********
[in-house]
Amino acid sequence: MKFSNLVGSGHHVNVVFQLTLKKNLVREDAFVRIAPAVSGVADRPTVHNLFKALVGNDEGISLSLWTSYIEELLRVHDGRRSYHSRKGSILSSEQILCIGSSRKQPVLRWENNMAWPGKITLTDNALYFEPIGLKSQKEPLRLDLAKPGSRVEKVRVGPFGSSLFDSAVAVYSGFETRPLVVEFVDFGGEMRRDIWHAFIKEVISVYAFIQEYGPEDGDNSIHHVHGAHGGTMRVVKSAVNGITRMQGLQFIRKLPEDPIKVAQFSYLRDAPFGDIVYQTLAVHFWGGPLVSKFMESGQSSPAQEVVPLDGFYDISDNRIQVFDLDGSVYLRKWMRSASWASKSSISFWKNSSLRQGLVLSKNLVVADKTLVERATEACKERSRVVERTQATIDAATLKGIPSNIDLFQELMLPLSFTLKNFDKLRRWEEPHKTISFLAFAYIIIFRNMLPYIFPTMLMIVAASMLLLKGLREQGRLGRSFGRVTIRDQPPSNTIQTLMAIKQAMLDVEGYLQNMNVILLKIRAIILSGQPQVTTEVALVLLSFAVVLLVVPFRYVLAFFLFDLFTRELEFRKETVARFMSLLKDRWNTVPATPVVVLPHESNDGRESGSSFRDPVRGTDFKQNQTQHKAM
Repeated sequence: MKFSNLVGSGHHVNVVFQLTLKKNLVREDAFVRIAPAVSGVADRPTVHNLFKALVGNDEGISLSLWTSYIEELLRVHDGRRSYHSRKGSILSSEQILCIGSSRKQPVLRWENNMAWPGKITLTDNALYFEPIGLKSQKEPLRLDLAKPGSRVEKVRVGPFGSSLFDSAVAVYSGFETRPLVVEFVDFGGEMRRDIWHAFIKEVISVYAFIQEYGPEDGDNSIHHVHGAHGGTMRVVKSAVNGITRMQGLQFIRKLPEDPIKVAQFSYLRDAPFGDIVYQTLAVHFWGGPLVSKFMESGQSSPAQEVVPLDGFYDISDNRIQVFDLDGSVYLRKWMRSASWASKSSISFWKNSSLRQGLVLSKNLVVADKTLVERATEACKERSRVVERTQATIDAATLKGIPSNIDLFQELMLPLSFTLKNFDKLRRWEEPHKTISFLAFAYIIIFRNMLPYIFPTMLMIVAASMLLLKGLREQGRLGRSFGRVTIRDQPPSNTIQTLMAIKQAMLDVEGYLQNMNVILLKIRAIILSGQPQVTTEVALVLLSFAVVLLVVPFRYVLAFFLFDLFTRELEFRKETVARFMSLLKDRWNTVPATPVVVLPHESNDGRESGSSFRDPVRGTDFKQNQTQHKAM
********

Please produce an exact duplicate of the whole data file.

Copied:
[in-house]
Amino acid sequence: MKFSNLVGSGHHVNVVFQLTLKKNLVREDAFVRIAPAVSGVADRPTVHNLFKALVGNDEGISLSLWTSYIEELLRVHDGRRSYHSRKGSILSSEQILCIGSSRKQPVLRWENNMAWPGKITLTDNALYFEPIGLKSQKEPLRLDLAKPGSRVEKVRVGPFGSSLFDSAVAVYSGFETRPLVVEFVDFGGEMRRDIWHAFIKEVISVYAFIQEYGPEDGDNSIHHVHGAHGGTMRVVKSAVNGITRMQGLQFIRKLPEDPIKVAQFSYLRDAPFGDIVYQTLAVHFWGGPLVSKFMESGQSSPAQEVVPLDGFYDISDNRIQVFDLDGSVYLRKWMRSASWASKSSISFWKNSSLRQGLVLSKNLVVADKTLVERATEACKERSRVVERTQATIDAATLKGIPSNIDLFQELMLPLSFTLKNFDKLRRWEEPHKTISFLAFAYIIIFRNMLPYIFPTMLMIVAASMLLLKGLREQGRLGRSFGRVTIRDQPPSNTIQTLMAIKQAMLDVEGYLQNMNVILLKIRAIILSGQPQVTTEVALVLLSFAVVLLVVPFRYVLAFFLFDLFTRELEFRKETVARFMSLLKDRWNTVPATPVVVLPHESNDGRESGSSFRDPVRGTDFKQNQTQHKAM
Repeated sequence: MKFSNLVGSGHHVNVVFQLTLKKNLVREDAFVRIAPAVSGVADRPTVHNLFKALVGNDEGISLSLWTSYIEELLRVHDGRRSYHSRKGSILSSEQILCIGSSRKQPVLRWENNMAWPGKITLTDNALYFEPIGLKSQKEPLRLDLAKPGSRVEKVRVGPFGSSLFDSAVAVYSGFETRPLVVEFVDFGGEMRRDIWHAFIKEVISVYAFIQEYGPEDGDNSIHHVHGAHGGTMRVVKSAVNGITRMQGLQFIRKLPEDPIKVAQFSYLRDAPFGDIVYQTLAVHFWGGPLVSKFMESGQSSPAQEVVPLDGFYDISDNRIQVFDLDGSVYLRKWMRSASWASKSSISFWKNSSLRQGLVLSKNLVVADKTLVERATEACKERSRVVERTQATIDAATLKGIPSNIDLFQELMLPLSFTLKNFDKLRRWEEPHKTISFLAFAYIIIFRNMLPYIFPTMLMIVAASMLLLKGLREQGRLGRSFGRVTIRDQPPSNTIQTLMAIKQAMLDVEGYLQNMNVILLKIRAIILSGQPQVTTEVALVLLSFAVVLLVVPFRYVLAFFLFDLFTRELEFRKETVARFMSLLKDRWNTVPATPVVVLPHESNDGRESGSSFRDPVRGTDFKQNQTQHKAM